It is widely acknowledged that the biggest hurdle of establish a long term knowledge management practice in any organization is culture.
So what is culture? in an organization its a set of unwritten rules, expectations and social customs that compel behaviors.
Cultural issues concerning KM initiatives generally arise due to the following factors :
Lack of time
- The whole aim of the KM initiative is to increase the employees productivity by making their job easier, not burdening them with additional tasks. When KM adds to the average employee’s workload it automatically calls into question the benefits of the system. It’s like putting a bullet in your leg before you start running a marathon.
Lack of common perspective
- Unlike most other processes in organizations that are mandated, Knowledge Management cannot be forced down the end users throats. There has to be a collective buy-in and belief that this system will make things better. This buy-in has to be at the grass-roots level as well , as a large percentage of corporate knowledge does float around at the lower rungs of an organization.
Unconnected Reward System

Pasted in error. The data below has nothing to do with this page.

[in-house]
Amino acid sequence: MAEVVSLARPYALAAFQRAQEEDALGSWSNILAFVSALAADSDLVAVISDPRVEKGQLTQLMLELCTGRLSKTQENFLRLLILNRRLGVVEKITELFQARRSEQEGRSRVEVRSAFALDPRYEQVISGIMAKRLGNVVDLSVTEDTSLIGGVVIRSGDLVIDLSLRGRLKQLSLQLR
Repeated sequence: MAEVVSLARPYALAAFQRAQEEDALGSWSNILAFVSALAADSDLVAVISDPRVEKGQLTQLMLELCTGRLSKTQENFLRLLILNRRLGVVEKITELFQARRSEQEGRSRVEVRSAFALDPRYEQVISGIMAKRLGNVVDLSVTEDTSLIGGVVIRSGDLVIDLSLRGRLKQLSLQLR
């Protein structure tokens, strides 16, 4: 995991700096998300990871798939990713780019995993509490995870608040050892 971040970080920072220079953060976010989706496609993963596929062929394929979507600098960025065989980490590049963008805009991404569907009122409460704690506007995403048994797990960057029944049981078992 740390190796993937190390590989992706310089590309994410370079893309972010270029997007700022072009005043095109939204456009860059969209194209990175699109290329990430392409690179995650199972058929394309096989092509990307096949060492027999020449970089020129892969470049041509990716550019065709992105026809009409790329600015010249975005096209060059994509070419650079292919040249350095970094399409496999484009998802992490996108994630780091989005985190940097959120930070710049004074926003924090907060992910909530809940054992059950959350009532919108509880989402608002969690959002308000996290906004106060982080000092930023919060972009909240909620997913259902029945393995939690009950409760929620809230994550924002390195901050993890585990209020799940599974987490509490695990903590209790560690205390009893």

- In KM the carrot method will only go so far, for long term sustainability of any initiative there has to be a takeaway at the end of the day. If your meetings, or information sharing sessions aren’t perceived as having value providing incentives will not sustain its growth. People share information because they like watching their information and knowledge being used successfully and the attention and admiration they get from their peers.
No formal communication
- Let your people know what is happening, make sure everyone is up to speed on what the initiative is, why it is required and how it will help them. Constant communication with your employees is one of the biggest issues faced with rolling out KM initiatives. If done properly it creates an excellent mechanism to gauge reactions to the initiative and in cases improve on it.